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COVERUP AT EPA: Live Public DATA- Negligence or Incompetence?

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posted on Mar, 21 2011 @ 08:59 PM
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I've been watching the EPA no-registration-needed public live-online radiation monitor data page at Japanese Nuclear Emergency during the crisis.

Over the weekend, as fallout arrived in the United States, it remained- crippled. Today, as I post this, it is still dysfunctional.

The live data feeds are 'broken'; detectors are out of order at many stations; the phrase "No Radiation Levels of Concern Have Reached the United States" is pasted everywhere over and over with no public discussion of data or alternative points of view.

Compare that to the transparency in Japan, where even any foreigner can intantly access real data at MEXT.

The EPA has forced Americans to rely on reports filtered by media and the gov't during this crisis, or to fall back on fledgling private radiation monitoring networks such as Radiation Network and Black Cat Systems.

Personally, I think the EPA's actions are deliberate, and reprehensible.

Thoughts?




posted on Mar, 21 2011 @ 09:04 PM
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lol...remember the simpsons movie....EPA need to stick a dome on japan lol

jokes aside..... the info comming out of japan is censored for a reason, the truth of this disaster would cause additional major concerns...especially the effect when this reaches americas shores. but they do have a duty

i dont think they are liable as i dont think you need anyones additional resources and opinions on this particular matter....we are all educated and we know what 1 meltdown causes...2 ongoing meltdowns...(sheesh...i guess i cant have a child with a jap anymore.)

censoring for diplomacy can happen...if your upset about this, the japanese are being lied to the most...iv heard someone tell the japanese that radiation is actually good for them, and you need 1000 CT scans to match it.....CMON ON NOW...i think its got to the point where you will have to choose your sources for info more carefully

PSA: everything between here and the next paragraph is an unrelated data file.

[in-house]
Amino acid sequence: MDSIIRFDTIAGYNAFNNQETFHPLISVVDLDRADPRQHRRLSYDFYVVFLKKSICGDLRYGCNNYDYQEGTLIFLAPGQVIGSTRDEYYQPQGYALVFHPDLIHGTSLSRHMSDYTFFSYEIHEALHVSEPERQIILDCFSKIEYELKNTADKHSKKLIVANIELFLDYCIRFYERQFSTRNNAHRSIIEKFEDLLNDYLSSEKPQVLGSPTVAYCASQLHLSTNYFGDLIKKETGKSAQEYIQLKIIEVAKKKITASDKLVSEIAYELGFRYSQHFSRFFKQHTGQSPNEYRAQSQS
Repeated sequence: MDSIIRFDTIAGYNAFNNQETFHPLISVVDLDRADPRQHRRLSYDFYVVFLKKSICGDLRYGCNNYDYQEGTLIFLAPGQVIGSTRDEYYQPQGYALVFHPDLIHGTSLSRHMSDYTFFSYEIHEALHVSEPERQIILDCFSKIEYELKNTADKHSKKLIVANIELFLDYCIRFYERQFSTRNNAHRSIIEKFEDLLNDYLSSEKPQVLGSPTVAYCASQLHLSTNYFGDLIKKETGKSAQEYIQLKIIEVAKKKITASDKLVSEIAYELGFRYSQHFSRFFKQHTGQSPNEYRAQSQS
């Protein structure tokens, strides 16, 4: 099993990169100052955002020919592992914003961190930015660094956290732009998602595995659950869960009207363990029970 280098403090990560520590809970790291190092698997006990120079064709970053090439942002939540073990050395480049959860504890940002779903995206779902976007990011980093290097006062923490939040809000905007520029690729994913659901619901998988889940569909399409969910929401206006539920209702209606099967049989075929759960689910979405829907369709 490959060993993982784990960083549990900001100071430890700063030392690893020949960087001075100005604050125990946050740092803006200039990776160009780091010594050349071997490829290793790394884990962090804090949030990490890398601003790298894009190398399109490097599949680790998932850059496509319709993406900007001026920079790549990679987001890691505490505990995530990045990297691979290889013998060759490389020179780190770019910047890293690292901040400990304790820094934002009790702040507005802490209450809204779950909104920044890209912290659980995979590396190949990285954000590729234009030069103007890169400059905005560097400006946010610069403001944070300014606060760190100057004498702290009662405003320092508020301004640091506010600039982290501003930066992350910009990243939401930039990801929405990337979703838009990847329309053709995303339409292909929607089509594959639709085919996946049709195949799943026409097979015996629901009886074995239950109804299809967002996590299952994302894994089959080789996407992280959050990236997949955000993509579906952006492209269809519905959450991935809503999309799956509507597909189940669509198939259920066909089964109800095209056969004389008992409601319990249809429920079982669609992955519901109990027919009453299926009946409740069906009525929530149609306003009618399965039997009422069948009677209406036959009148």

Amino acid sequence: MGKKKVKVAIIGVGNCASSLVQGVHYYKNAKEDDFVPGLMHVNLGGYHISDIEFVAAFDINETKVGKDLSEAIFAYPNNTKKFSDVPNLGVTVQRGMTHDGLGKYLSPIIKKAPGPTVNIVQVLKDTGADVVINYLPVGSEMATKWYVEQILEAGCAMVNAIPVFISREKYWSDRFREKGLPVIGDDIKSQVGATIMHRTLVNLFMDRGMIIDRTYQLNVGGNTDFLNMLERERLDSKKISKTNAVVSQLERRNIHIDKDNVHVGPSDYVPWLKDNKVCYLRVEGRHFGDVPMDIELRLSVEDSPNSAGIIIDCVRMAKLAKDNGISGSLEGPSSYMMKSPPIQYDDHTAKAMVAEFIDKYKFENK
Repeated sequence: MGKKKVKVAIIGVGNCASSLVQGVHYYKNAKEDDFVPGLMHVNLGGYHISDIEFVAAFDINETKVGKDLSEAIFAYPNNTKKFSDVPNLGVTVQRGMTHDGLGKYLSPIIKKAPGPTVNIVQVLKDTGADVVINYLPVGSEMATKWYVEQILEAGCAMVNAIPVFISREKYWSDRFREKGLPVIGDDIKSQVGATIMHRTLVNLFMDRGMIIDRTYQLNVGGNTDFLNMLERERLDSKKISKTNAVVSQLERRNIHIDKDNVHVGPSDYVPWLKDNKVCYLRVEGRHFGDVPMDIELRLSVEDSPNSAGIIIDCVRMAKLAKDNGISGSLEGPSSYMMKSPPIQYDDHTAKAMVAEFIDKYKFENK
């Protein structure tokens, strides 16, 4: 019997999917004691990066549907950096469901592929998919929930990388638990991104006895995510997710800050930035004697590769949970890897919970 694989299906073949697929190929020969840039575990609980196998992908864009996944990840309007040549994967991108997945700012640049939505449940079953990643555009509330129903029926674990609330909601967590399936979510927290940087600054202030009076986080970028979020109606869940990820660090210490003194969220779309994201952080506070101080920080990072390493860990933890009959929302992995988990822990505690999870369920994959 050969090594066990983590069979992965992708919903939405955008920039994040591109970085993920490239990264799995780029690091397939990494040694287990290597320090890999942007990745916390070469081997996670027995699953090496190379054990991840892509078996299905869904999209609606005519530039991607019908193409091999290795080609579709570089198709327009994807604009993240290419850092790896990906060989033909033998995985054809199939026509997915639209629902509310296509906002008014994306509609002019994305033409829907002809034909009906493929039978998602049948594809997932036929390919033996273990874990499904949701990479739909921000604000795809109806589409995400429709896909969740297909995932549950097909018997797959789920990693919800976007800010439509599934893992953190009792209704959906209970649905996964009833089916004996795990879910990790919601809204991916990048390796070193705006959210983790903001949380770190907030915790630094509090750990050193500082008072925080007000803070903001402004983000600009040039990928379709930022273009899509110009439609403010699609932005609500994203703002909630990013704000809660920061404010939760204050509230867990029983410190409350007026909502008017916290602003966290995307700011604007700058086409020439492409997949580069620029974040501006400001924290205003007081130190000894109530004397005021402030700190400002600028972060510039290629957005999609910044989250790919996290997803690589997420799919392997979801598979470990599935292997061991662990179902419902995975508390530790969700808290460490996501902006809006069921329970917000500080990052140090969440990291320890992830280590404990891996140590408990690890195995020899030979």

edit on 21-3-2011 by thePharaoh because: (no reason given)


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posted on Mar, 21 2011 @ 09:05 PM
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reply to post by Chakotay
 



Originally posted by Chakotay
...the EPA's actions are deliberate, and reprehensible.

Thoughts?


Happened with 9/11... Few complained and there were no consequences to the agency...

Happened with Katrina... Few complained and there were no consequences to the agency...

Happened with Deep Horizon... Few complained and there no consequences to the agency...

Happening now...and there will be no consequences to the agency.


That agency's mission has nothing to do with protecting the citizens of this country. I essentially pretend that it doesn't exist. You should too...


edit on 21-3-2011 by loam because: (no reason given)



posted on Mar, 21 2011 @ 09:05 PM
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Exactly the consequences of not prosecuting EPA for the bp disaster. They are just another government whore and some people still trust them while turning a blind eye to very recent history.



posted on Mar, 21 2011 @ 09:06 PM
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So, in your opinion, what do you think the levels of radiation in the US currently are? And do you think most of the plumes could have dispersed over the ocean? You seem to be on to something important, that's why I'm asking.

Thanks for the insight. S&F



posted on Mar, 21 2011 @ 09:34 PM
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Originally posted by xKhaosXREVolutionXx